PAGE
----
There is much to support this unified belief: There is low corruption, and;
     Rwanda is one of only two countries with a female majority in its parliament;
     Rwanda is one of only two countries where mountain gorillas can be visited safely;
     Access to electricity has increased from 18 to 70%.
     The GDP has increased from $416 in 1994 to $2,225 in 2018.
     The World Economic Forum rates Rwanda as the world’s 9th safest country to visit.
     Free education has been increased to 12 years and professional sports teams compete well                   internationally.
  Yet Rwanda rates among the lowest in happiness, Critics claim that only tourists and local politicians enjoy Rwanda’s stability. There is a climate of fear imposed by intimidation and restrictions on freedom of speech with frequent suppression of opposition groups. Reporters Without Borders calls Kagame a predator who attacks press freedom, citing the fact that in the last two decades, eight journalists have been killed or have gone missing, 11 have been given long jail terms, and 33 forced to flee Rwanda. Anjan Sundaram in his book “Last Journalists in a Dictatorship” details Rwanda’s suffocation of a free press, giving a 12-page list of journalists harmed.  He also tells of rows of homes in a rural province made roofless by owners to please Kagame who objects to thatched roofs that he considered non-modern. The country has been governed by a strict administrative hierarchy since precolonial times; there are five provinces with borders established in 2006. Kagame, president since 2000, admits there are large areas of poverty and that most children are malnourished.
     For a better understanding of this dilemma, we do need to look at still-controversial Rwandan history:
     Hunter-gatherers settled the area in the stone and iron ages, followed by the Bantu, first with clans then with up to 8 kingdoms, all including Tutsi Hutu, and Twa. The Kingdom of Rwanda dominated from the mid-eighteenth century, with the Tutsi kings conquering others and enacting anti-Hutu policies. In 1884 Germany colonized Rwanda as part of German East Africa. Gustav Adolf von Götzen, was the first European to effectively explore it. The Germans ruled by backing the king and local chiefs . In 1916, during World War 1, Belgium invaded and exerted more direct colonial rule but still through local kings who perpetuated a pro-Tutsi policy.
     In 1959 the Hutus revolted, massacred numerous Tutsi, and established an independent, Hutu-dominated, state in 1962. A 1973 military coup changed leadership, but pro-Hutu policy remained. Some 500,000 Tutsi had fled Rwanda. Their request to return home peacefully was refused by the Hutu Habyarimana, president since 1973.
     The Tutsi-led Rwandan Patriotic Front (RPF) under Paul Kagame, launched a civil war in 1990 ending in 1993 when the Hutu accepted a peace deal. The RPF had won a military victory only to face the 1994 uprising.
      An amazing example of the current wave of forgiveness is the 15 April Christiane Amanpour PBS interview of Tutsi genocide survivor, Denise Uwimana, who lost her husband but saved her family including the baby she gave birth to under a bed while soaked in the blood of victims. This son, now 25, was due to a Hutu rape.  She forgives all for a better future.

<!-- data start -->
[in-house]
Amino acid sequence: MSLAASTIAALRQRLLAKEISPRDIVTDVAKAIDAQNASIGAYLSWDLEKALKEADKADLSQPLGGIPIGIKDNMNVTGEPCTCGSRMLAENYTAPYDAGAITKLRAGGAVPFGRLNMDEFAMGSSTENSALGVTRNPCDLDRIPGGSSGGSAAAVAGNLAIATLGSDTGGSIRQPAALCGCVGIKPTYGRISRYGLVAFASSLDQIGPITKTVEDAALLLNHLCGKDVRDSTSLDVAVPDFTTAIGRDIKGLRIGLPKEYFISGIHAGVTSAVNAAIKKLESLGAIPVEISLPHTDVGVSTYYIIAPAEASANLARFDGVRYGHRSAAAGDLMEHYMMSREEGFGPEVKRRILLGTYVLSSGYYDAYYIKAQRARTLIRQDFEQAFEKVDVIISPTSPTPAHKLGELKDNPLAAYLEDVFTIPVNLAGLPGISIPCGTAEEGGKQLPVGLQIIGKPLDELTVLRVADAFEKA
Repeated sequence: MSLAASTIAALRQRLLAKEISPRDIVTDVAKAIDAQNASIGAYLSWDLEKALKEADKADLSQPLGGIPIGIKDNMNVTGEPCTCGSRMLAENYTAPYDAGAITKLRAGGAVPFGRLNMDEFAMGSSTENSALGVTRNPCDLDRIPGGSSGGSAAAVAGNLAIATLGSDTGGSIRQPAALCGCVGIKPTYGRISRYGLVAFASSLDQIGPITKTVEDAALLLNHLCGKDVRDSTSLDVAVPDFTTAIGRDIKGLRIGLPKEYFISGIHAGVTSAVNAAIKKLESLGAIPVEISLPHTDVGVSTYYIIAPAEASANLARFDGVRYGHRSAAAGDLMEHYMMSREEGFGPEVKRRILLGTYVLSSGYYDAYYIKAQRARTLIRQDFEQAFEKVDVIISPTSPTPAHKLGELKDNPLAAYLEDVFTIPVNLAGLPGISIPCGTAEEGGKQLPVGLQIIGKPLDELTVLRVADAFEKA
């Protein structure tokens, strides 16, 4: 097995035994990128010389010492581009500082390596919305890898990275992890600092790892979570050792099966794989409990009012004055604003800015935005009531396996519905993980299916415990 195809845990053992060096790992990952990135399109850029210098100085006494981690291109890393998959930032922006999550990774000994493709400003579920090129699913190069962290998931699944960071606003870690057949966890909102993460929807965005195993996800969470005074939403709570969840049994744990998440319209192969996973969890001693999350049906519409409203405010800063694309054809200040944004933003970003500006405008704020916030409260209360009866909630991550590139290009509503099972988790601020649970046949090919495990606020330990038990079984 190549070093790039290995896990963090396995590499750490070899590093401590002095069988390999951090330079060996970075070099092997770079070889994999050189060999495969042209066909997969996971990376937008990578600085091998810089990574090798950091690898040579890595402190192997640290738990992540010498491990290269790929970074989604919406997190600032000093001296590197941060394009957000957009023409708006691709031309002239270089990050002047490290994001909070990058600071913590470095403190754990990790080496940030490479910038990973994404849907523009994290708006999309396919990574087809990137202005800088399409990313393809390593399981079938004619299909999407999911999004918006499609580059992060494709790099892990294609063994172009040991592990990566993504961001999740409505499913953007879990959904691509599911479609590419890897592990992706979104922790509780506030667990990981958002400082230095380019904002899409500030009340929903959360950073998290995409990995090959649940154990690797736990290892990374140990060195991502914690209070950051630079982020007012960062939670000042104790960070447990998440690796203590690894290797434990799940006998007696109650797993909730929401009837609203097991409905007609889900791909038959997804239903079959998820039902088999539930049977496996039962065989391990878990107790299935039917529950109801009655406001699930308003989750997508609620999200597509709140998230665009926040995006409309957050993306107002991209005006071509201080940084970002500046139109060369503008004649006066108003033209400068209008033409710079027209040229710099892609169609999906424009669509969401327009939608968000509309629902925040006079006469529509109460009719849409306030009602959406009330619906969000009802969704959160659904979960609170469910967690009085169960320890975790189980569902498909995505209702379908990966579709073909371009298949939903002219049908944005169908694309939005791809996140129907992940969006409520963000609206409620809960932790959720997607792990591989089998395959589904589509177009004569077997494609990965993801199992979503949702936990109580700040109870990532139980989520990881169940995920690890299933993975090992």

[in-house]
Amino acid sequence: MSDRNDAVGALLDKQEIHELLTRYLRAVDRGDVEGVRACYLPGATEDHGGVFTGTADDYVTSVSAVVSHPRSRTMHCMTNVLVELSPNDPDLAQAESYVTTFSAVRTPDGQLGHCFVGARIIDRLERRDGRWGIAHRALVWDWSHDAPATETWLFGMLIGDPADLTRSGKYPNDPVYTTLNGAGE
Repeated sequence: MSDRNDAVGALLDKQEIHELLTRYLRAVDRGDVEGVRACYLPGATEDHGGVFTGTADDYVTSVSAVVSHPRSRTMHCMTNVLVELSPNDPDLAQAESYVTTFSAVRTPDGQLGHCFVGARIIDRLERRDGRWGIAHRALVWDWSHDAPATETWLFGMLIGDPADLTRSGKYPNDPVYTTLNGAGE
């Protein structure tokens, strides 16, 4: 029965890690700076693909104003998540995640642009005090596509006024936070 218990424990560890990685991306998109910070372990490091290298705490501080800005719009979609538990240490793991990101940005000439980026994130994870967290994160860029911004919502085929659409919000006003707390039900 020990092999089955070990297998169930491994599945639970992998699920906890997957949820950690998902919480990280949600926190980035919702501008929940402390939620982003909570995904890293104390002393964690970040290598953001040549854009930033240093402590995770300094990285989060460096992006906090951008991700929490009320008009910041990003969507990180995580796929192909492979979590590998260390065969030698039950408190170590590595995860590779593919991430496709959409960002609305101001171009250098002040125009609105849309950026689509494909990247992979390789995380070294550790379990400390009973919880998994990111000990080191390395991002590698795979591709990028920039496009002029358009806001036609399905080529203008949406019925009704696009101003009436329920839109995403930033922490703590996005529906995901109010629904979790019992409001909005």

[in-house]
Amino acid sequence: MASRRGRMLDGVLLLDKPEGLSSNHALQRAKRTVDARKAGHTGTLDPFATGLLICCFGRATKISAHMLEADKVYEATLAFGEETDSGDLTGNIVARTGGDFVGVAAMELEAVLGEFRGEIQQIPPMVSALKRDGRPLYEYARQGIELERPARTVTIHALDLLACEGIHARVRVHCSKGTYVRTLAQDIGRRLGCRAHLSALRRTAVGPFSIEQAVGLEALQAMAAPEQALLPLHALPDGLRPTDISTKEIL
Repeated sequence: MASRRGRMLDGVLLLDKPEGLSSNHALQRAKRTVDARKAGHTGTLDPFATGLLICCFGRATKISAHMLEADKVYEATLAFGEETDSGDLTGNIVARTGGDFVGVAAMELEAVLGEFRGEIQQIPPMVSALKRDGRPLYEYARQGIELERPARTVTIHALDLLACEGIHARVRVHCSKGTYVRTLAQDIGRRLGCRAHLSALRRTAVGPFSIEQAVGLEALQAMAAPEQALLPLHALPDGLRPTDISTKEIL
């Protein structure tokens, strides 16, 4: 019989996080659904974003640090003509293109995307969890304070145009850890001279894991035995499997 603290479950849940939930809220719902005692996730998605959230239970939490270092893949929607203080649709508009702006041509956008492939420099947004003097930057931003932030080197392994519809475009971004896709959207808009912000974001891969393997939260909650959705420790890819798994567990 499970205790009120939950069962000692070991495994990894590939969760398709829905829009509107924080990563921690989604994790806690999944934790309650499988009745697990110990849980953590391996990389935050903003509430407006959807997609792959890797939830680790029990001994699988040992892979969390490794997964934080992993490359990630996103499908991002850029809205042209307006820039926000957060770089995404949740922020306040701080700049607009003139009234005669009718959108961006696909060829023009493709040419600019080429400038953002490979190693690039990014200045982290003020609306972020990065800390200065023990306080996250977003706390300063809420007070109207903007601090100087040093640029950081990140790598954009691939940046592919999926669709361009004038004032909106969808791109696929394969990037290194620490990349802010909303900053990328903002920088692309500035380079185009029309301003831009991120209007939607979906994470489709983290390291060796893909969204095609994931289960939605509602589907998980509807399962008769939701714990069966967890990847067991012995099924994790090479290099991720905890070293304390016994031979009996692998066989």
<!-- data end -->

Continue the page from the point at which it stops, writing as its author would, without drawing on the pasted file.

The economy is recovering from the great harm of the genocide. Major exports are coffee, tea, tin,
cassiterite, wolfframite, and pyrethrum. Also mined are sapphires, gold, and coltan, Manufacturing contributes 17% of the GDP.  By 2017 tourism generated $444 million from 1.2 million visitors. The RwandAir fleet of a dozen, mainly Airbus, aircraft flies to Brussels, London, Nairobi, Entebbe, Lagos, Mumbai, Johannesburg and Cape Town. with the motto “Come, Grow With Us”.
     Ethiopia is achieving a similar resurrection from a civil war that inflicted over 1.4 million casualties, 400,000 from conflict and a million by a ruinous famine.
     Benedict Oramah, president of the African Export-Import Bank, has invested over $200 million in Rwandan development, praising its can-do spirit. The Africa boss at the World Health Organisation (WHO), Dr Matshidiso Moeti, chose Kigali for this year’s first ever Africa Health Forum. She praised Kagame for remarkable leadership, creativity, tenacity and resolve in achieving health progress in a short space of time.
     Elder Nigerian statesman, Olusegun Obasanjo, announced “Rwanda has made difficult trade-offs. But as an African leader, I would make the same trade-offs.”
     Kagame was elected to chair the African Union’s April summit in Addis Ababa.
     Big money interests are embracing Rwanda.  Kagame has made Kigali his show case. The city is
immaculate, Its streets can be walked safely anywhere at any time. There are fancy hotels and restaurants. parks, urban farms, and golf courses are springing up and the views are spectacular. New housing developments attract so many that prices become inflated and renters must move on to high-rise rather than single-family houses.
     Some of the trade-offs include shades of totalitarian Nazi-Germany, the USSR, and China.  For example:  one day each month, villages must come together to participate in Umuganda, a nationwide community service day. Afterwards, villages will meet to discuss issues, such as directives from the national government. Those who do not toe the line, who have not signed up for mandatory health insurance, or who have not delivered on personal pledges may be reprimanded or, on occasion, kicked out of the community. Each layer of society must answer to the one above it.
     A resultant improvement can be seen in healthcare. In 2000, life expectancy was 49 years. It is now 64.5.  Child mortality is down over two-thirds. Maternal mortality is down about 80%.  HIV/Aids prevalence is down to 3% from 13%. There is now one doctor for every 6,000 people, compared 10,555 in 2000.